Illusions: how a one degree shift in perspective changes communication

There’s an older woman sitting across from me, one table over. I see part of her face over the shoulder of the man with her. When she puts her hand over her lips, wiping away a bagel crumb or a drip of coffee, she looks like my mother-in-law. But she isn’t. It’s an illusion.

The illusion disappears when her hand drops from her face. She is herself again (whoever she is). But she just rested her chin in her palm again, and she becomes the fake mother-in-law: the hair curled and styled the same, the eyes peering out from glasses, the forehead wrinkling in a particular pattern.

It reminds me of those two-in-one sketches that fill coffee table books in the optometrist’s waiting room. Is this an old woman in a scarf or a young lady in a hat? Is this a candlestick or two faces? Embed from Getty Images One eyeblink, a one degree change in perspective shifts the entire picture. A hand over the lips, a hand away from the mouth, and the entire face is different.

Years ago, while our old church was splitting, two people in our small group argued over a particular phrase: good Christian. One man described a group of people as “good Christians.” The other man retorted,

“I don’t know what you mean by ‘good Christian.’”

There were many factors in why this conversation went badly. Cultural backgrounds, emotional hurts, and language barriers all played a role in the miscommunication. But the big difference was this: one man was thinking theologically and the other man was thinking differently.

I saw where both were coming from. Theology guy was hearing “good Christian” and was thinking of Romans, where Paul declares that no one is good. He might also have been considering the passages that make it clear there’s no hierarchy of Christians.

Practical guy was saying “good Christian” and thinking in real-world terms, where we routinely call certain people good and others bad. (Would you rather get in a car with Ted Bundy or Billy Graham? Wouldn’t we say that one man is a “bad guy” and the other a “good guy”?)  Or we say that certain people are “good Christians” because it’s easy to see their faith in their personal lives and it looks winsome and appealing.

If I hadn’t been in such a state of lethargy from my depression, I might’ve banged their heads together and hollered. (If only I’d been manic. . . .) But even in my depressive fog, I knew that the men were talking past each other. Both believed they were hearing the other person. In reality, they heard what they thought the other said. Two words, heard from different perspectives: a landmine of potential arguments.

Is it a candlestick or two faces? Is it my mother-in-law or her impostor? Is a person good or not?

It depends on perspective.

Back in high school, I read The Scarlet Pimpernel. Marguerite, a French exile during the Revolution, despises her husband, the lackadaisical dandy Sir Percy Blakeney. She ridicules him, treats him coldly, and can’t understand his actions when he learns that her brother is in great danger. She has also been blackmailed into helping a French spy find the mysterious and brave Scarlet Pimpernel, who orchestrates the escapes of the threatened French nobility.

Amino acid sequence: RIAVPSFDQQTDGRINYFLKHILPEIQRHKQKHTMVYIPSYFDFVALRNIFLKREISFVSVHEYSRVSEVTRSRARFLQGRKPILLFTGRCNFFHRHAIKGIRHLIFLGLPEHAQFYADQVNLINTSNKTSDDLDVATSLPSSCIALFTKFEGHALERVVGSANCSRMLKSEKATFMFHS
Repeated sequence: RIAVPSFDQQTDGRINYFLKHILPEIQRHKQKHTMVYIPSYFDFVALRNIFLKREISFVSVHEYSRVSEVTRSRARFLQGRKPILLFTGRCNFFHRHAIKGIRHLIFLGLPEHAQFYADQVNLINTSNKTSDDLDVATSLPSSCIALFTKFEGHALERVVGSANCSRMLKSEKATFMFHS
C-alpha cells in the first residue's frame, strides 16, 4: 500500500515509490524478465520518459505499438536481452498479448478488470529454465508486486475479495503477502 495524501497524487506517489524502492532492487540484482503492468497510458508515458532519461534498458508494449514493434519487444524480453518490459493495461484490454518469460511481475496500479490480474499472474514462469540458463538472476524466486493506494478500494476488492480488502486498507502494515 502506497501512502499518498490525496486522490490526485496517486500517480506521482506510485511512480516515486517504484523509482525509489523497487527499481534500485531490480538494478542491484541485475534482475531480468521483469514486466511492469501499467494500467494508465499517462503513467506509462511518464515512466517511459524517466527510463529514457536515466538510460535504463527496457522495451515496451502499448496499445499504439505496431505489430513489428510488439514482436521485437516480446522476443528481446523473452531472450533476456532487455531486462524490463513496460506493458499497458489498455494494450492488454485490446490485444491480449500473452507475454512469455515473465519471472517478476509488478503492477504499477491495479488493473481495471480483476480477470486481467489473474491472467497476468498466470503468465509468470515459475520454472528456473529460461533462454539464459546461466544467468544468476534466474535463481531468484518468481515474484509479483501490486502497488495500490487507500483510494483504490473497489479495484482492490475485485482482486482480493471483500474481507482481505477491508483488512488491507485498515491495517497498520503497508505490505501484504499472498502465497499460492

Then one day, she walks into his study and finds a ring. Not just any ring, but a ring with a star-shaped flower on it. The signet ring of the Scarlet Pimpernel. In a flash, she realizes the truth: her husband is the Pimpernel, and she has placed him in danger.

A one degree shift. Everything changes for Marguerite. Now she sees her husband, not the illusion of her husband.

I remember that small group argument and how much the disagreement hinged on perspective. Would it have taken a one degree shift in perspective to change the entire thing? It might’ve taken more, in this case; there were significant barriers in communication.

But I also think of Marguerite picking up the Pimpernel’s signet ring. At that point, she doesn’t know everything, but she knows the most important thing: she has misinterpreted everything about her husband. How much difference would it have made for the two men to know that they were miscommunicating and using the same words in different ways?

Maybe it would’ve made a world of difference.

Maybe it wouldn’t have mattered at all.

I’ll never have a chance to know.

 

 

 

 

 

 

 

 

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4 thoughts on “Illusions: how a one degree shift in perspective changes communication

  1. I loved reading The Scarlet Pimpernel, and that scene with Marguerite is the perfect vehicle for explaining how a shift in perspective can lead to completely changed minds.

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  2. Hmm. Very interesting. I often find that it is a shift in perspective that brings me out of a negative loop. I might have to work hard at it, but that is what it boils down to. I try to see things from a Jesus-centred perspective, rather than a worldly perspective. I guess one of the definitions of depression is being in such a dark place that you can’t shift your perspective (or you think you can’t). For me, I find that it’s small changes over a prolonged period of time that actually make the bigger shift in perspective. It’s the ‘one day at a time’ thing.

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    1. Good point. Many times the perspective change isn’t sudden. Small changes over a long period of time are often necessary in cases where the illusion/misunderstanding/false belief is deeply entrenched in our thought processes. Changing a lifelong racist attitude, for example, or recovering from childhood abuse, or breaking an addiction: these all take time and many, many steps in the right direction to overcome. Unlearning something is harder than learning it properly the first time around!

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